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Publication numberUS7516830 B2
Publication typeGrant
Application numberUS 10/508,772
PCT numberPCT/EP2003/002806
Publication dateApr 14, 2009
Filing dateMar 18, 2003
Priority dateMar 28, 2002
Fee statusLapsed
Also published asCA2479788A1, DE10215467A1, EP1488384A2, EP1488384B1, US20050139448, WO2003083790A2, WO2003083790A3
Publication number10508772, 508772, PCT/2003/2806, PCT/EP/2003/002806, PCT/EP/2003/02806, PCT/EP/3/002806, PCT/EP/3/02806, PCT/EP2003/002806, PCT/EP2003/02806, PCT/EP2003002806, PCT/EP200302806, PCT/EP3/002806, PCT/EP3/02806, PCT/EP3002806, PCT/EP302806, US 7516830 B2, US 7516830B2, US-B2-7516830, US7516830 B2, US7516830B2
InventorsRoland Griese, Dietmar Trenner
Original AssigneeWalter Hanke Mechanische Werkstatten Gmbh & Co., Kg
Export CitationBiBTeX, EndNote, RefMan
External Links: USPTO, USPTO Assignment, Espacenet
Coin distributor
US 7516830 B2
Abstract
The invention relates to a coin distributor, containing a deflection unit comprising a displaceable deflection member for sorting coins into different coin slots. The distributor is provided with at least one device for detecting the passage of a coin through a coin shaft, said device comprising at least one emitter and a beam switcher, in addition to a beam receiver. The beam switcher is fixed to the displaceable deflection member.
Images(3)
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Claims(20)
1. A coin distributor for placement at a divergence location of a coin supply shaft into a first coin delivery shaft and a second coin delivery shaft, the coin supply shaft including a coin checker for verifying coins, the coin distributor comprising:
a coin deflection member moveable in response to the coin checker between a normal blocking position where the coin deflection member substantially spans the first coin delivery shaft and directs a coin propelled through the coin supply shaft by gravity into the second coin delivery shaft and an activated acceptance position where the coin deflection member permits the coin to be propelled by gravity into the first coin delivery shaft, the coin deflection member preventing removal of the coin from the first coin delivery shaft to the coin supply shaft when in the normal blocking position; and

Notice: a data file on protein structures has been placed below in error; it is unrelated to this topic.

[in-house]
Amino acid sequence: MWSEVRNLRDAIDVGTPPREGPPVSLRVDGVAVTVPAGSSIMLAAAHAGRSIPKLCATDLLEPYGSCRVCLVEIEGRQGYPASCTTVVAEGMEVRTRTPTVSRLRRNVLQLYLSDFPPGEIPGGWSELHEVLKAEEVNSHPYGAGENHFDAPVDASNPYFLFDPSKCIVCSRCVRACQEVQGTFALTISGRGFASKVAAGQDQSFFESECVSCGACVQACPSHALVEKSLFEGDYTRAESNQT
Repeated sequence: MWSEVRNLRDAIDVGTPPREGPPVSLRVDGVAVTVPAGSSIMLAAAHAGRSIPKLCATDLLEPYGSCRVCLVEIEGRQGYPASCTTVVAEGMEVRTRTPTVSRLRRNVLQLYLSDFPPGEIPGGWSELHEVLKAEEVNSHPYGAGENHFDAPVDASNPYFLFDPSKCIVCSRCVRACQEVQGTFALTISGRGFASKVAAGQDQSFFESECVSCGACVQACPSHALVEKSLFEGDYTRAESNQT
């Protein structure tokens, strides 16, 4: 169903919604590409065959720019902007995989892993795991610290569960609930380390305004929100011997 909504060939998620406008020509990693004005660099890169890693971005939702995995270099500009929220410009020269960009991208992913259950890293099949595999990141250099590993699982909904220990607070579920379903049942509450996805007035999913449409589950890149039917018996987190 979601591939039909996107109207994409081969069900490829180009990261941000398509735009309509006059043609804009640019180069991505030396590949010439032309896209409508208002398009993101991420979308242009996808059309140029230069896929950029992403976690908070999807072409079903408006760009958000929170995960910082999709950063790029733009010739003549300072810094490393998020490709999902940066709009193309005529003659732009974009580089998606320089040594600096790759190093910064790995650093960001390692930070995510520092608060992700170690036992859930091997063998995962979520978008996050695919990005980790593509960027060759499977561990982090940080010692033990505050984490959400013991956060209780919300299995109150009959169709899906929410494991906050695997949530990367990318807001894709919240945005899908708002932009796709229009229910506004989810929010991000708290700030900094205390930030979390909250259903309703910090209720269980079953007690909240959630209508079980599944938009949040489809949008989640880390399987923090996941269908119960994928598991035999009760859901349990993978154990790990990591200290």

a first detection device including a beam emitter, a beam receiver and a beam deflector, the beam deflector located between a path from the beam emitter to the beam receiver and mounted directly on the coin deflection member for unitary movement of a monolithic body defined by the coin deflection member and the beam deflector between the normal blocking position and the activated acceptance position.
2. The coin distributor of claim 1, wherein the coin deflection member moves transverse to a longitudinal axis of the first coin delivery shaft between the normal blocking position and the activated acceptance position.
3. The coin distributor of claim 1, wherein the first coin delivery shaft defines an aperture and the coin deflection member projects through the aperture and extends transverse to a longitudinal axis of the first coin delivery shaft to within a distance equal to a thickness of the coin away from a side of the first coin delivery shaft opposite the aperture when in the normal blocking position.
4. The coin distributor of claim 3, wherein the coin deflection member is positioned further away from the beam emitter in a direction directly transverse to the longitudinal axis of the first coin delivery shaft by at least the distance equal to the thickness of the coin when in the activated acceptance position relative to the normal blocking position.
5. The coin distributor of claim 1, wherein the coin deflection member is rotatable between the normal blocking position and the activated acceptance position, and the beam deflector has a curved reflecting surface.
6. The coin distributor of claim 1, wherein the beam deflector has a reflecting surface perpendicular to a path of a beam emitted by the beam emitter when the coin deflection member is in the normal blocking position, in the activated acceptance position and in between the normal blocking position and the activated acceptance position.
7. The coin distributor of claim 1, wherein a beam emitted by the beam emitter is received by the beam receiver when the coin deflection member is in the normal blocking position, the activated acceptance position and in between the normal blocking position and the activated acceptance position unless the beam is blocked by the coin.
8. A coin distributor for placement at a divergence location of a coin supply shaft into a first coin delivery shaft and a second coin delivery shaft, the coin supply shaft including a coin checker for verifying coins, the coin distributor comprising:
a first detection device including a beam emitter and a beam receiver; and